When James K. Polk visited UNC in 1847, students camped out in anticipation of his arrival.
Nearly two centuries later, students pitched tents again hoping to hear Barack Obama, the nation’s 44th president, speak.
Campus visits from a sitting U.S. president are rare occurrences — Obama will be the sixth president to do so at UNC. Retired professor William Leuchtenburg’s 1994 work, “The Presidents Come to Chapel Hill,” details each event.
James K. Polk
When Polk visited his alma mater in 1847, Chapel Hill residents waited in tents in anticipation for their president’s carriage to arrive.
Polk graduated from UNC in 1818.
Thirty years later, he made the nine-hour carriage ride between Raleigh and Chapel Hill with an entourage of supporters to speak at the University’s graduation.
Buchanan spoke on campus in 1859, two years before the Civil War, about the importance of Southern states remaining in the Union.
Buchanan advised his audience to devote themselves to the principles of the U.S. Constitution in order to protect their liberties.
Accounts of the event said that the president flirted with young N.C. women.
Franklin D. Roosevelt
ech at Woollen Gymnasium in 1938 occurred shortly before the onset of World War II. It was broadcast by more than 225 radio stations in the United States and overseas. Roosevelt was given an honorary UNC degree.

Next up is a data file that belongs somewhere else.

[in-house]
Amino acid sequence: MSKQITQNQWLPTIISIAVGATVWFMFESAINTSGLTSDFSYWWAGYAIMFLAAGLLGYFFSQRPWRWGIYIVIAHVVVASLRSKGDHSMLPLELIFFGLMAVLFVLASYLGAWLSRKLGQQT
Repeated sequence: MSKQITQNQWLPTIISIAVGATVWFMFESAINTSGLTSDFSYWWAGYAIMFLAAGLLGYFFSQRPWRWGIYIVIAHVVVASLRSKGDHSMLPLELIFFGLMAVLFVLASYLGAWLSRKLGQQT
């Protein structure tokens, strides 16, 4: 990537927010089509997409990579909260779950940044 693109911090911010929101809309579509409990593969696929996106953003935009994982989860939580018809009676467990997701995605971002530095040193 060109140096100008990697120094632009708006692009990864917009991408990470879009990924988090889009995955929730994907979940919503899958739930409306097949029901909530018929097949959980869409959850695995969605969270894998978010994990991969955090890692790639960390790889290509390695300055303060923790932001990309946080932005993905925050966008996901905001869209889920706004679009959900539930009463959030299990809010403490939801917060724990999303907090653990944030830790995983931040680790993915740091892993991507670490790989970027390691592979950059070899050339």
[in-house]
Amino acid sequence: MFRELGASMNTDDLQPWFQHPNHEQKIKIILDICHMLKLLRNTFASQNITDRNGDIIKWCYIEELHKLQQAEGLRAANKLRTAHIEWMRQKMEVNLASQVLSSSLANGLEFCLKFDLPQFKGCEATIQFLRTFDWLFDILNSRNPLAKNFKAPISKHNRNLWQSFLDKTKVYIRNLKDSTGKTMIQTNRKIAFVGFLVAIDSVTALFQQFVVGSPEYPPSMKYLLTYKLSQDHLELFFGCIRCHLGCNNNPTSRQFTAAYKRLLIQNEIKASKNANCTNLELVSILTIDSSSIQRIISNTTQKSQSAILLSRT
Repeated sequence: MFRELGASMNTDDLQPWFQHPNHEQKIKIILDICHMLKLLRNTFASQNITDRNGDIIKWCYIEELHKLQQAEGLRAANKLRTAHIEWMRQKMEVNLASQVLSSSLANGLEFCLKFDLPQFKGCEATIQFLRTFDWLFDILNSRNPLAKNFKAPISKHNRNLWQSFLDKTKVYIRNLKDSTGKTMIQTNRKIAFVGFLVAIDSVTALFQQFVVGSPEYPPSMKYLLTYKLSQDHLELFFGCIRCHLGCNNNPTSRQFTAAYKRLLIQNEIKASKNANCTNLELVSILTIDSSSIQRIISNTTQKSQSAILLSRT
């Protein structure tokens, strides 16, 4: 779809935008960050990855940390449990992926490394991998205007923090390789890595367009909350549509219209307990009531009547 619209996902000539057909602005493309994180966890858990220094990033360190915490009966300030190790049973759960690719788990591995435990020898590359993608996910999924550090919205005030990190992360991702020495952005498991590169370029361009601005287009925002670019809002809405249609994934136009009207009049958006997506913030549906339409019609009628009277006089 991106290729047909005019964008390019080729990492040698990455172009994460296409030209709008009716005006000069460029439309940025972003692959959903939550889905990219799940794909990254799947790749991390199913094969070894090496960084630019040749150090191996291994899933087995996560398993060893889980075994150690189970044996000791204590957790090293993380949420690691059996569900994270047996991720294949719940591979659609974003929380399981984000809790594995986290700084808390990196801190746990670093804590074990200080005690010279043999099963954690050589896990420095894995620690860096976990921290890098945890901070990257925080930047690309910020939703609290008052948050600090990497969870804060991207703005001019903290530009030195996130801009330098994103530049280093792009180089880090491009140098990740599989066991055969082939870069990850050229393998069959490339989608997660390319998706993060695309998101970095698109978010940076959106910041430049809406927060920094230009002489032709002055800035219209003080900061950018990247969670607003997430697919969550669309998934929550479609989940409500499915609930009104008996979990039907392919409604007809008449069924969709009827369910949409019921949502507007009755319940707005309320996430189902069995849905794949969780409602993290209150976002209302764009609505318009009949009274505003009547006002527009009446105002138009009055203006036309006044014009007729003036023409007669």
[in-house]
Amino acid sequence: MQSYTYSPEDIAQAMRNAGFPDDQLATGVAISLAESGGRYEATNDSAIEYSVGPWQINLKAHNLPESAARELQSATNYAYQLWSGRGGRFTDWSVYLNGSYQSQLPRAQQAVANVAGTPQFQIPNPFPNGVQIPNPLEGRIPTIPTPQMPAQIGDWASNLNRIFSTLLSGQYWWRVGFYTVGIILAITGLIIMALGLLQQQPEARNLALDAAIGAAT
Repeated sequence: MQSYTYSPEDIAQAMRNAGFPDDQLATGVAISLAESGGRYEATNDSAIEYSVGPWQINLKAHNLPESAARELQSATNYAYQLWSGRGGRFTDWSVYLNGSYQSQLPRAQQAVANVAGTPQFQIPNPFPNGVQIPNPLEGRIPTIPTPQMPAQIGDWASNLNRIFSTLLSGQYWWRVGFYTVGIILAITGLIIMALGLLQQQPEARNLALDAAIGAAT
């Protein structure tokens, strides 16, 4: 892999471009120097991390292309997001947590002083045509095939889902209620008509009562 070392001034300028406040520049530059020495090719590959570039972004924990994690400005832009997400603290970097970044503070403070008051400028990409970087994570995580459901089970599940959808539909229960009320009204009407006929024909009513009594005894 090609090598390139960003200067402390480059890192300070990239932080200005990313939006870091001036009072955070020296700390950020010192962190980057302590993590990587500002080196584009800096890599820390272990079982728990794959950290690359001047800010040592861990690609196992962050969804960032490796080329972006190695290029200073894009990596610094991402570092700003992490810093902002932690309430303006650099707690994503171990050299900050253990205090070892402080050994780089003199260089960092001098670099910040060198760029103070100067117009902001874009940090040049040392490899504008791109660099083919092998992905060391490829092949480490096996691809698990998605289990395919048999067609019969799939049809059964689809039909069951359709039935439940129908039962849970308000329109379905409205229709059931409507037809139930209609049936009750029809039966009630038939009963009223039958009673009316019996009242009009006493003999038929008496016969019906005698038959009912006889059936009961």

“I … am proud to become an alumnus of UNC, typifying as it does American thought through American action,” he said.
John F. Kennedy
Kennedy spoke in 1961 to 40,000 people on University Day.
UNC history professor James Leloudis said Kennedy used his visit to Chapel Hill in part to show appreciation for N.C. Gov. Terry Sanford’s endorsement for the 1960 election against Richard Nixon.
Former president Bill Clinton spoke in 1993 at the University’s 200th anniversary.
“There was an enormous sense of celebration,” Leuchtenburg said.
Obama’s address will be part of his appeal to Congress to prevent student loan interest rates from doubling in July.
Ferrel Guillory, a UNC journalism professor and political expert, said appealing to student voters is part of Obama’s recipe for victory in November.
“Chapel Hill has always been filled with a progressive spirit,” Clinton said in his University Day address.
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